Chris Babin , Vice President of the Better Business Bureau, joined News15 Today to talk about crowdfunding scams.
Crowdfunding campaigns are helping to raise money for those affected by the widespread coronavirus cancellations and closures. These online fundraisers are supporting everything from continuing free school lunch programs to assisting out-of-work hospitality industry employees.
Crowdfunding can make supporting – and raising money for – a good cause easier than ever, but it’s not without issues. Con artists can use crowdfunding platforms to deceive donors and steal money for personal use. Or the money can be raised with the best intentions, but not end up used for its stated purpose.
Should You Donate to that Crowdfunding Cause?
Potential crowdfunding donors should proceed with caution and do research before making a donation to any individual or cause. The following tips will help you practice smart giving if you decide to donate on a crowdfunding platform.
Give to individuals and organizations you know personally. Charities can be vetted, but it is much harder to verify the trustworthiness of individuals who have posted a request for financial help. The safest way to donate on a crowdfunding platform is to give to someone you already know.
Photos don’t mean a campaign is legitimate. Con artists often use pictures of victims without their permission to make donors believe the campaign is legitimate. This is especially true in the wake of a major tragedy.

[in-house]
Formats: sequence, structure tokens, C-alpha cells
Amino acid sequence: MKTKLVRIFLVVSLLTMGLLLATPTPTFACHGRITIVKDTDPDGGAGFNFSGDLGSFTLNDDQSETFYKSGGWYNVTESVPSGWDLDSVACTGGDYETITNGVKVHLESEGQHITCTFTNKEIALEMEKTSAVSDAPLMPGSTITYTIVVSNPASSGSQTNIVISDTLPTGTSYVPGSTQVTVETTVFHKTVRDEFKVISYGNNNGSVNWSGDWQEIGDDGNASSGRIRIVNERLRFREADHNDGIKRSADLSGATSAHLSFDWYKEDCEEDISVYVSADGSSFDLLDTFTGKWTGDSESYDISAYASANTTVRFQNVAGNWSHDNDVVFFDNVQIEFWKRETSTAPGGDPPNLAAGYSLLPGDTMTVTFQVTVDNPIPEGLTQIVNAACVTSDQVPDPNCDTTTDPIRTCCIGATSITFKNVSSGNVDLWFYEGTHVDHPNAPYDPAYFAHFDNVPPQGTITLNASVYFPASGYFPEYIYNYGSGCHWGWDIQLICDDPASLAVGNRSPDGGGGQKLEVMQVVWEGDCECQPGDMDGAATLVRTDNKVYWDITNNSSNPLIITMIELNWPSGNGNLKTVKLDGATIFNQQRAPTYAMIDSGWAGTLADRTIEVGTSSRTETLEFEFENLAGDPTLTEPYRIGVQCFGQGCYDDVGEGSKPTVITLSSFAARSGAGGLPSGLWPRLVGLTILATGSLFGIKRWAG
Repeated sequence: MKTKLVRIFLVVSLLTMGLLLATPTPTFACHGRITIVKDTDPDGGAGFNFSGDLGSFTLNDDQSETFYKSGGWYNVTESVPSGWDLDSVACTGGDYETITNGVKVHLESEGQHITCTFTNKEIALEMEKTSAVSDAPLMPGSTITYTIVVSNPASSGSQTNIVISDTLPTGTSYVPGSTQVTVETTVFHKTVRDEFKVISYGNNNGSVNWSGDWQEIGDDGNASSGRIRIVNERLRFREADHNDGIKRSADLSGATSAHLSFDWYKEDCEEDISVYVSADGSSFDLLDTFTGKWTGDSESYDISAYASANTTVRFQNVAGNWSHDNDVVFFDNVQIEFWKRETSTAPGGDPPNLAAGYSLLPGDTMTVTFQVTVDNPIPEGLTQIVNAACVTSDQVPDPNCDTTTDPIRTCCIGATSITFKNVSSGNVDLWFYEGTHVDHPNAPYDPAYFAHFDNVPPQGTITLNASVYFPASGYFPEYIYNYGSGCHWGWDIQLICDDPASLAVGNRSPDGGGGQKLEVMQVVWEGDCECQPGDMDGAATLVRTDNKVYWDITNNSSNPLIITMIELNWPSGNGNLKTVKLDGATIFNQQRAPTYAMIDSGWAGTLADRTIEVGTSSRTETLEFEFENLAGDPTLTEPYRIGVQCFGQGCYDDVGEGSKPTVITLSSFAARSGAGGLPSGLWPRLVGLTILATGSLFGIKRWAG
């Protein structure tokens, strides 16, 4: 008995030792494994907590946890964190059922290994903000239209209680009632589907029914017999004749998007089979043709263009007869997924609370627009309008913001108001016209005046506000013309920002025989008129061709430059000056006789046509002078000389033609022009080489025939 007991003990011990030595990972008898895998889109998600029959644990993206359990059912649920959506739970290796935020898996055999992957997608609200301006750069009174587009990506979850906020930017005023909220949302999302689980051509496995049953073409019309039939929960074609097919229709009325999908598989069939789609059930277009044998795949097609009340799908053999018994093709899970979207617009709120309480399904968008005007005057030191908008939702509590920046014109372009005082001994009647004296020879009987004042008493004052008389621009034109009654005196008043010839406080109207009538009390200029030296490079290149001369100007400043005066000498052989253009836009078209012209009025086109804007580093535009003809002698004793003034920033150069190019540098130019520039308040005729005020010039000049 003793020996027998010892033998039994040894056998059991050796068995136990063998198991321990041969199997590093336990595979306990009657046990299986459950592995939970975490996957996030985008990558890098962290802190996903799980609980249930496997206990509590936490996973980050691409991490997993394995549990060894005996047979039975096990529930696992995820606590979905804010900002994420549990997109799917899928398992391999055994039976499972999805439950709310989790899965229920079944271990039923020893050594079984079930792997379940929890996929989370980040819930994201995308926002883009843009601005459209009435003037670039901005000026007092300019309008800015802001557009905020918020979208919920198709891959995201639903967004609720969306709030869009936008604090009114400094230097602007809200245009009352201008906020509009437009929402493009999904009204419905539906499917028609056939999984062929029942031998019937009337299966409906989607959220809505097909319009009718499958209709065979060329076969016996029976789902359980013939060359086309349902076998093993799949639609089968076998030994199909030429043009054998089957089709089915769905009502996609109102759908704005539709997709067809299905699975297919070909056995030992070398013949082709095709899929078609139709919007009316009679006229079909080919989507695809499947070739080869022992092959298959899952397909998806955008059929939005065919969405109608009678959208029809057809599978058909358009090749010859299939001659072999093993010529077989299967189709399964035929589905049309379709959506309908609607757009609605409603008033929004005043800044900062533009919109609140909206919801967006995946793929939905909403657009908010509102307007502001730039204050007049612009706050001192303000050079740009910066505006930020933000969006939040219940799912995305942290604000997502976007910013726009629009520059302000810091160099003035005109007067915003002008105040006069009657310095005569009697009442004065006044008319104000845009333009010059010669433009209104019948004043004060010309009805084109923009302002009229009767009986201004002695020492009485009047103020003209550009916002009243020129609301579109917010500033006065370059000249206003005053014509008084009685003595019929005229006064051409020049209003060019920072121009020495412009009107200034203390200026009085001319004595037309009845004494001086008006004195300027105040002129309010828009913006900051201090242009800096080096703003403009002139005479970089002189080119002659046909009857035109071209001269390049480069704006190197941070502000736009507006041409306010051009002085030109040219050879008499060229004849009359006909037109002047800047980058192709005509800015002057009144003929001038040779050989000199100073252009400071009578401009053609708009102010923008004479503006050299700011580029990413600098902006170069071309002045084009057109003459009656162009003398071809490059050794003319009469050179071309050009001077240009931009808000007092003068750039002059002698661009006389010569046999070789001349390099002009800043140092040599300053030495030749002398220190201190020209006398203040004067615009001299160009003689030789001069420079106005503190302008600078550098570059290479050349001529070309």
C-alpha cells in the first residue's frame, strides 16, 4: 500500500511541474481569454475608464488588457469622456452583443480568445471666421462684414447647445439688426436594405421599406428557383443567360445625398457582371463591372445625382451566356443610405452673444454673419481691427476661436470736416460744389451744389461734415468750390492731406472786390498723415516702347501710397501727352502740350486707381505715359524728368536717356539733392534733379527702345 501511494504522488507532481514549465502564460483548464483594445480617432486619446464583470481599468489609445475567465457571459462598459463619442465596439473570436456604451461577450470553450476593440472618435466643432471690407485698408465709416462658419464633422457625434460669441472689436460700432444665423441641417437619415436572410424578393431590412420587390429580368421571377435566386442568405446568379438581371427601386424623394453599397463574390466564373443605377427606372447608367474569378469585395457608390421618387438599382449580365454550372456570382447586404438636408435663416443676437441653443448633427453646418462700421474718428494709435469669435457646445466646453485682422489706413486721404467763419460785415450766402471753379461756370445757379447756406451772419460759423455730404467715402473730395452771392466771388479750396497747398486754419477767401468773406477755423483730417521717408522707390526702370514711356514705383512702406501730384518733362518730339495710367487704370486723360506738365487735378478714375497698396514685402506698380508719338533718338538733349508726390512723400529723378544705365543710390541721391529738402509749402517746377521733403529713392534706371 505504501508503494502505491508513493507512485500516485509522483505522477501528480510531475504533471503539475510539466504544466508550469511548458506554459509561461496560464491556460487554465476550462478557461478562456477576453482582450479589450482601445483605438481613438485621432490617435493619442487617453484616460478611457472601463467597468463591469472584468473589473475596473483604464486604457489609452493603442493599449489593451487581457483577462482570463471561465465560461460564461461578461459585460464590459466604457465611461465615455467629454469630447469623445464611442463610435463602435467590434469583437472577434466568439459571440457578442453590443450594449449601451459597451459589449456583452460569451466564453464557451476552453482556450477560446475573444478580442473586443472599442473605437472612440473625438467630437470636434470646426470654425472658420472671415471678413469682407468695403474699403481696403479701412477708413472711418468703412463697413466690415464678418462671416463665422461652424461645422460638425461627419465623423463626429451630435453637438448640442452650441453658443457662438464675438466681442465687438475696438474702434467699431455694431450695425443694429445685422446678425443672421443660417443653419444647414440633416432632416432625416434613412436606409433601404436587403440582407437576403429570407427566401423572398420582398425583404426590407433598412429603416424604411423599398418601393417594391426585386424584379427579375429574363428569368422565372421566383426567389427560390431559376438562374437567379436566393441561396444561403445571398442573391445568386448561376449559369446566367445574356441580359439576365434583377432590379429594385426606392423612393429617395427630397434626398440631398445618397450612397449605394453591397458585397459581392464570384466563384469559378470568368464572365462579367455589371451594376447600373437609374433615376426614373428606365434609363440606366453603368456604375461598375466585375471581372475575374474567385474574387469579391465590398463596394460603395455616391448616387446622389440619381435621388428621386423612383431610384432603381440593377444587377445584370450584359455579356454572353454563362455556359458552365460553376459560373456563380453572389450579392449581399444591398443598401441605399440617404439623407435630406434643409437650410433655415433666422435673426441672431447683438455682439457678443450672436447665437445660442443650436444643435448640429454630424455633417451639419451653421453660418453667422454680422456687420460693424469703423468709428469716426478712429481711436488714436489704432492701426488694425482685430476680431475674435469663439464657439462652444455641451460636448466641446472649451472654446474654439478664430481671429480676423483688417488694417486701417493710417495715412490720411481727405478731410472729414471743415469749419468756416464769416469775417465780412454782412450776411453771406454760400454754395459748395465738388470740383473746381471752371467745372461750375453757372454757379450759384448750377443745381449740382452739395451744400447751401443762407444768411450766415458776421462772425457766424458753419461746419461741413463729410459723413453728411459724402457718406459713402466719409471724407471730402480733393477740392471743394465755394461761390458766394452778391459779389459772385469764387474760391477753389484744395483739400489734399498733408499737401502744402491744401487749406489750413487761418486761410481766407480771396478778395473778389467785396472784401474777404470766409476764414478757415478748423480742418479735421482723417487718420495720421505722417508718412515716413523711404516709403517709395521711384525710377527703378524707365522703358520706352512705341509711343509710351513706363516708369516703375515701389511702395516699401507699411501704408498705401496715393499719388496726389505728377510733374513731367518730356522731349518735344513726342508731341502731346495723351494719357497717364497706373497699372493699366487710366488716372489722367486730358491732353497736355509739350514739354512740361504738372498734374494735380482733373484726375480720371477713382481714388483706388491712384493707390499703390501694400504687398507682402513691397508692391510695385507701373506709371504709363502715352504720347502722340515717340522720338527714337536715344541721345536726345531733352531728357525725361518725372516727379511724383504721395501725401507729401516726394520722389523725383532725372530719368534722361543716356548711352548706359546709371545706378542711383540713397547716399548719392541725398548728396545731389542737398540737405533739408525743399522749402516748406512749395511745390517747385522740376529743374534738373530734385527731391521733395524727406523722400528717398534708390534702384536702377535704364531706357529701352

Not all crowdfunding sites have the same rules. Some platforms do a better job of reviewing projects and postings than others. Make sure you read up on the website’s rules, regulations, and procedures. For example, on one site, if a post claims to support the victims of a recent tragedy, the site holds any funds collected for victims and distributes them directly to the identified persons or families. On other sites, donors must rely on the creator of the post to follow through on any assistance they promise to give.
Transparency is key. Vague descriptions of how donated funds will be used is a big red flag. Trustworthy charities and individuals will clearly explain the intended use of collected funds.
Avoid duplicate efforts. Stay up to date on the latest news about victim support efforts. If government agencies offer to pay for healthcare or funeral costs, for example, any crowdfunding pages that offer the same assistance may have to ask donors if their funds can be used in an alternative way.
Beware of emotional appeals and images. Scammers love to con people out of money by telling overly dramatic tales that elicit an emotional response. They usually pair their appeals with urgent pleas, saying they need the money right now. In addition, they may support their stories with heart wrenching images.
Not all donations are tax deductible. In general, donations made to help a specifically identified individual or family are not deductible as a charity donation for federal income tax purposes. Also, if a nonprofit organization is soliciting for donations, see if it is tax exempt as a charity under section 501 (c) (3) of the Internal Revenue Code.
Consider donating on specialized crowdfunding websites. When crowdfunding sites are dedicated to a specific kind of giving, such as medical funding or school projects, they are more likely to have experience spotting problems or scams. General crowdfunding sites may experience more challenges overseeing user activity.